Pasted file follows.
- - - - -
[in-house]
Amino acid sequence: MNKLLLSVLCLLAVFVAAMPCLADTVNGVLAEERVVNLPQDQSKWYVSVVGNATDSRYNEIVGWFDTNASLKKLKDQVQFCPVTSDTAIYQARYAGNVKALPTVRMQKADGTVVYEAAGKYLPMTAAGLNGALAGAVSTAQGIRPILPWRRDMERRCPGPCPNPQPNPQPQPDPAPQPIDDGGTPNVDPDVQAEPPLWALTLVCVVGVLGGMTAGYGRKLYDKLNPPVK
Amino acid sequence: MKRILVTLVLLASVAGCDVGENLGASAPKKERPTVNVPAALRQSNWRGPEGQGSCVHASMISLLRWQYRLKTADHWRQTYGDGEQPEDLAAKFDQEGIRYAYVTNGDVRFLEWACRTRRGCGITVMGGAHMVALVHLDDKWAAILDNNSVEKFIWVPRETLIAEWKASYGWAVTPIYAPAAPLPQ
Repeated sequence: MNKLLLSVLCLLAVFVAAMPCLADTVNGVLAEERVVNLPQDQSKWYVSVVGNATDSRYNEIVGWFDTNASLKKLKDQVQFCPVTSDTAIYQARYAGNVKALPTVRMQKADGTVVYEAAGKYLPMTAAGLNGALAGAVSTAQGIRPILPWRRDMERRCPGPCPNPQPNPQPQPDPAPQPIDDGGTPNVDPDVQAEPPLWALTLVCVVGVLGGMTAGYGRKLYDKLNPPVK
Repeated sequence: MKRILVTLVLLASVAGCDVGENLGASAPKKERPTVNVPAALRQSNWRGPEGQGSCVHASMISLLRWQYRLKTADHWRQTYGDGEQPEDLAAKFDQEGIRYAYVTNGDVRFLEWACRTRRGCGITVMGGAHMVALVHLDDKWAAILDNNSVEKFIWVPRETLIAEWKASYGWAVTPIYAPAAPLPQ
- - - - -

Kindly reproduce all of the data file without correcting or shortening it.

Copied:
[in-house]
Amino acid sequence: MNKLLLSVLCLLAVFVAAMPCLADTVNGVLAEERVVNLPQDQSKWYVSVVGNATDSRYNEIVGWFDTNASLKKLKDQVQFCPVTSDTAIYQARYAGNVKALPTVRMQKADGTVVYEAAGKYLPMTAAGLNGALAGAVSTAQGIRPILPWRRDMERRCPGPCPNPQPNPQPQPDPAPQPIDDGGTPNVDPDVQAEPPLWALTLVCVVGVLGGMTAGYGRKLYDKLNPPVK
Amino acid sequence: MKRILVTLVLLASVAGCDVGENLGASAPKKERPTVNVPAALRQSNWRGPEGQGSCVHASMISLLRWQYRLKTADHWRQTYGDGEQPEDLAAKFDQEGIRYAYVTNGDVRFLEWACRTRRGCGITVMGGAHMVALVHLDDKWAAILDNNSVEKFIWVPRETLIAEWKASYGWAVTPIYAPAAPLPQ
Repeated sequence: MNKLLLSVLCLLAVFVAAMPCLADTVNGVLAEERVVNLPQDQSKWYVSVVGNATDSRYNEIVGWFDTNASLKKLKDQVQFCPVTSDTAIYQARYAGNVKALPTVRMQKADGTVVYEAAGKYLPMTAAGLNGALAGAVSTAQGIRPILPWRRDMERRCPGPCPNPQPNPQPQPDPAPQPIDDGGTPNVDPDVQAEPPLWALTLVCVVGVLGGMTAGYGRKLYDKLNPPVK
Repeated sequence: MKRILVTLVLLASVAGCDVGENLGASAPKKERPTVNVPAALRQSNWRGPEGQGSCVHASMISLLRWQYRLKTADHWRQTYGDGEQPEDLAAKFDQEGIRYAYVTNGDVRFLEWACRTRRGCGITVMGGAHMVALVHLDDKWAAILDNNSVEKFIWVPRETLIAEWKASYGWAVTPIYAPAAPLPQ